I moved around every year or two as a child and I found that drawing and such were great ways to pass the time when you are moving around, or are the new kid in town and don’t have friends yet. My mother encouraged my creativity as a child by giving me art supplies and lots of construction related toys like Lego, erector sets, blocks and woodworking tools.
DA: What are the first projects you remember doing?
BG: I built a completely handmade electric guitar as a senior wood shop project. I also got into silk screening at about the age of twelve; and made lots of fun T-shirts for many years.
DA: You joined the Coast Guard after high school. What motivated you to do that?
BG: I was not sure what I wanted to ‘be’ in high school, and felt like I needed some time to grow up, experience things, see the world, and decide what to do with the rest of my life. I also wanted to get the GI Bill to pay for my college after my four-year enlistment. I very much wanted to be self-supporting as soon as I graduated high school. My stepfather was an abusive alcoholic and I wanted to get out of the house ASAP.
DA: Despite what you were escaping, it sounds like a tough experience being isolated up in Alaska. What was the advantage of that experience, ether then, or in retrospect?
BG: It was the kind of experience that was both great and horrible at the same time. I am glad I got to experience the Aleutian Islands for the intense beauty of isolated nature and wild animals. The sights will stay in my mind forever. The advantage of experiencing a year of isolated duty is that you don’t take anything for granted when you get back to civilization. I remember being very happy just to see trees again!
DA: You’ve been concerned about the environment for a long time, when did you first
become so aware?
BG: I have always loved nature. This got started during my Boy Scout days during Junior High School. I have also been scuba diving since then. During high school and beyond, I also did a lot of camping and took photographs of nature. I find it very inspiring. It was not really until I saw the damage happening to our planet getting worse that I really started getting pissed off, and felt like I had to make some sort of positive difference. I have been a member of many different environmental groups, including The Rainforest Action Network, Cousteau Society, Zero Population Grown, Greenpeace, etc. I have also organized two large art auction benefits for the Rainforest, and plan to do larger events in the future. I would like to be known as an environmentalist as much as I am a sculptor.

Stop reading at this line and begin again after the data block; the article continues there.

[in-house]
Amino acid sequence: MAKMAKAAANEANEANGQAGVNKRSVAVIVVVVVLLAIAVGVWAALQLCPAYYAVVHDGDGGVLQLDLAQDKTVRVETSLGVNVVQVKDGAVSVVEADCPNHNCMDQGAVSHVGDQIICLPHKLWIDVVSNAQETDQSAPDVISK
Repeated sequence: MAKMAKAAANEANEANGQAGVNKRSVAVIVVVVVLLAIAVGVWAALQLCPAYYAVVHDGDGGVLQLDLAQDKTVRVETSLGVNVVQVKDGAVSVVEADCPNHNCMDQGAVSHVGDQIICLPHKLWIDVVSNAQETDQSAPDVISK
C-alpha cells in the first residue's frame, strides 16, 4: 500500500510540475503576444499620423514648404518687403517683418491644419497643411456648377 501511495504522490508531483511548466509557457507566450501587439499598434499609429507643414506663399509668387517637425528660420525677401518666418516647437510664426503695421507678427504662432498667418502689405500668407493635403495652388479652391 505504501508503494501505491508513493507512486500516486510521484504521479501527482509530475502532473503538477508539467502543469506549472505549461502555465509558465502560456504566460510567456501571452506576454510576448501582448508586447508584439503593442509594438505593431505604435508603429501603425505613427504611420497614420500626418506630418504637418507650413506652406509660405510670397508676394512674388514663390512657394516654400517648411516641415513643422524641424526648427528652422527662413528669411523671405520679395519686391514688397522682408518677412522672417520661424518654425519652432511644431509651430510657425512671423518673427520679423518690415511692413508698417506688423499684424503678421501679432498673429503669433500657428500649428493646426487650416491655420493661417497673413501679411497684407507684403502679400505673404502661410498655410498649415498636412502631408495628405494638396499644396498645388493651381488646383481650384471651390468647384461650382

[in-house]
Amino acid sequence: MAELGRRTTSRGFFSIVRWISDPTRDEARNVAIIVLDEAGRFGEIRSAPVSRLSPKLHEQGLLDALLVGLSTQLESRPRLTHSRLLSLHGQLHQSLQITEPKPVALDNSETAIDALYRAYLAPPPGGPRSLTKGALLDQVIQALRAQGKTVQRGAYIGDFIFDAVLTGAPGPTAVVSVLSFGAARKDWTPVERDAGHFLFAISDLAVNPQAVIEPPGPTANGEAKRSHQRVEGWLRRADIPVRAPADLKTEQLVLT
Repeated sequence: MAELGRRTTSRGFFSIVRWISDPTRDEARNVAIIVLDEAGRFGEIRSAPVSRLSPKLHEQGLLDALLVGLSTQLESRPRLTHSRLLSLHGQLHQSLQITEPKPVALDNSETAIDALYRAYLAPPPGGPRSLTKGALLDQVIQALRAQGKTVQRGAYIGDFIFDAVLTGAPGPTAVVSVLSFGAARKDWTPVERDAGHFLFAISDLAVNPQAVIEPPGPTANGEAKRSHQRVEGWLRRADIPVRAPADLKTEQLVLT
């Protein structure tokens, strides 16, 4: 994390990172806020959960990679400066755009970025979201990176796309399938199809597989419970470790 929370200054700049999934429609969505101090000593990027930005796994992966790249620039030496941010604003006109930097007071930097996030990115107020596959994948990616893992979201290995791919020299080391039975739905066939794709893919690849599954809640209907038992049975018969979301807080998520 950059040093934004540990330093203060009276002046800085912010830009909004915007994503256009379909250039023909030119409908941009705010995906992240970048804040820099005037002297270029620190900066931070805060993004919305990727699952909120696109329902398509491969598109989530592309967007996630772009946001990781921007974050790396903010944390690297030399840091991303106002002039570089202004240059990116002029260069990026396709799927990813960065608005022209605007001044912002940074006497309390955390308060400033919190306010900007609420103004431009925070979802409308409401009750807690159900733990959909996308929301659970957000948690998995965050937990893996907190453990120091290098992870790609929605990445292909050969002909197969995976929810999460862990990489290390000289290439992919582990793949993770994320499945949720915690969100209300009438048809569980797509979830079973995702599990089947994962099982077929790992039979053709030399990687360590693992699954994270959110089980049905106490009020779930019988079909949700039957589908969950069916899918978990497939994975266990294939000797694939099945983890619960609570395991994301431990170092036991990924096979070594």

DA: After the Coast Guard you decided to go to art school.
BG: I decided to get in an art school back home in Massachusetts. I applied to the University of Massachusetts but was told I would need to submit an art portfolio. I didn’t have one, so I drew a few pencil drawings and sent them in. They were not very good, and were done in a few hours.
DA: What happened?
BG: My portfolio was rejected. A few months later, I got a notice that if I met with the Dean of the design school and did some drawings for him, that I might be considered for admission. I met him and did a couple drawings. I was not feeling very confident in my abilities and nearly walked out, however, the Dean said I had promise, and I was let in on a probationary basis, meaning that I had to keep a B average to stay.
DA: Which you did.
BG: I had just spent four very long but beneficial years in the military to get my college paid for, and my years of being a slacker in school were over. I worked very hard in college and loved every minute of it. I majored in Design and got a BFA after four years. I also studied drawing, photography, art history, sculpture, typography and advertising.
DA: And after college?
BG: When I graduated in 1983, I moved to Boston and got jobs in photography and advertising. Then after about five years, I felt like I was not living up to my creative potential and wanted to create my ideas somehow. This point was amplified by the sudden death of my mother. I realized that life is short and there are no guarantees for tomorrow. One day at work, it dawned on me that I should search further for my life calling and I quit on the spot.
DA: Before moving to Los Angeles in January of 1989, you found yourself on the road driving to Mexico City. What was that about?
BG: This was also partially inspired by my mother’s death. The ‘life is too short’ syndrome. It was a soul-searching trip to clear my head and decide what to do with my life. I only intended to go to North Carolina for a week or so wind surfing, but after a week there, I headed south stopping in New Orleans and Corpus Christie, Texas. Then it was on to Mexico City. It’s like I was waiting for some sort of inspiration, and I think seeing the Mexican pyramids started to process somehow. Anyway, by the time I drove all the way back to Massachusetts, I knew I was going to move to LA and become an artist. Doing what, I had no idea at this point.
DA: You also recently discovered you have Dyslexia. Tell us about that.
BG: Dyslexia, or as I like to call it, Aixelsyd, is something I have had all my life, but didn’t know I had it until last year. It has made certain learning difficult, yet at the same time seems to enable my mind to visualize completed concepts instantaneously. It seems to give one an advantage in thinking in three dimensions, which would explain why geometry was the only math class I ever got an A in.